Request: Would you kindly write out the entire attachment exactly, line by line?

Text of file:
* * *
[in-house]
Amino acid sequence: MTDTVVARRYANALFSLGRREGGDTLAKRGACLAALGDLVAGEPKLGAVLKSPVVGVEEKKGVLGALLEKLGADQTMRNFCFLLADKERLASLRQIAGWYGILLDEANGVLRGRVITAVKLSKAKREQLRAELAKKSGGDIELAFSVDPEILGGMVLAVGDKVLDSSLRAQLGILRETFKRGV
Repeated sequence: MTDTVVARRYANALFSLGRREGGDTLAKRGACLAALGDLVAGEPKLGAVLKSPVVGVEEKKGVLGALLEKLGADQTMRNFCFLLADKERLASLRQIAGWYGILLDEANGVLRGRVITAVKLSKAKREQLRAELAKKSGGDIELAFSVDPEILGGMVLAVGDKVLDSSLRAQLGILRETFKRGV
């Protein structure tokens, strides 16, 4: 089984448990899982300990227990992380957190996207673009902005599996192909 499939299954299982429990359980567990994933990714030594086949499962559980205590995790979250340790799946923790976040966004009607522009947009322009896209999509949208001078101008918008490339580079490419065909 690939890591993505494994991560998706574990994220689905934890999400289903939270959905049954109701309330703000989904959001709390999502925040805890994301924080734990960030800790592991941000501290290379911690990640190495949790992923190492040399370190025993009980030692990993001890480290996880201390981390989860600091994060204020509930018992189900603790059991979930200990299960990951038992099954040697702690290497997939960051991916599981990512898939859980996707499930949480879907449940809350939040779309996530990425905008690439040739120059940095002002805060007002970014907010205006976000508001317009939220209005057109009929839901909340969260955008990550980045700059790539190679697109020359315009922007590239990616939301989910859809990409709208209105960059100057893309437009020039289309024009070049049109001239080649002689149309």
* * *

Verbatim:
[in-house]
Amino acid sequence: MTDTVVARRYANALFSLGRREGGDTLAKRGACLAALGDLVAGEPKLGAVLKSPVVGVEEKKGVLGALLEKLGADQTMRNFCFLLADKERLASLRQIAGWYGILLDEANGVLRGRVITAVKLSKAKREQLRAELAKKSGGDIELAFSVDPEILGGMVLAVGDKVLDSSLRAQLGILRETFKRGV
Repeated sequence: MTDTVVARRYANALFSLGRREGGDTLAKRGACLAALGDLVAGEPKLGAVLKSPVVGVEEKKGVLGALLEKLGADQTMRNFCFLLADKERLASLRQIAGWYGILLDEANGVLRGRVITAVKLSKAKREQLRAELAKKSGGDIELAFSVDPEILGGMVLAVGDKVLDSSLRAQLGILRETFKRGV
């Protein structure tokens, strides 16, 4: 089984448990899982300990227990992380957190996207673009902005599996192909 499939299954299982429990359980567990994933990714030594086949499962559980205590995790979250340790799946923790976040966004009607522009947009322009896209999509949208001078101008918008490339580079490419065909 690939890591993505494994991560998706574990994220689905934890999400289903939270959905049954109701309330703000989904959001709390999502925040805890994301924080734990960030800790592991941000501290290379911690990640190495949790992923190492040399370190025993009980030692990993001890480290996880201390981390989860600091994060204020509930018992189900603790059991979930200990299960990951038992099954040697702690290497997939960051991916599981990512898939859980996707499930949480879907449940809350939040779309996530990425905008690439040739120059940095002002805060007002970014907010205006976000508001317009939220209005057109009929839901909340969260955008990550980045700059790539190679697109020359315009922007590239990616939301989910859809990409709208209105960059100057893309437009020039289309024009070049049109001239080649002689149309």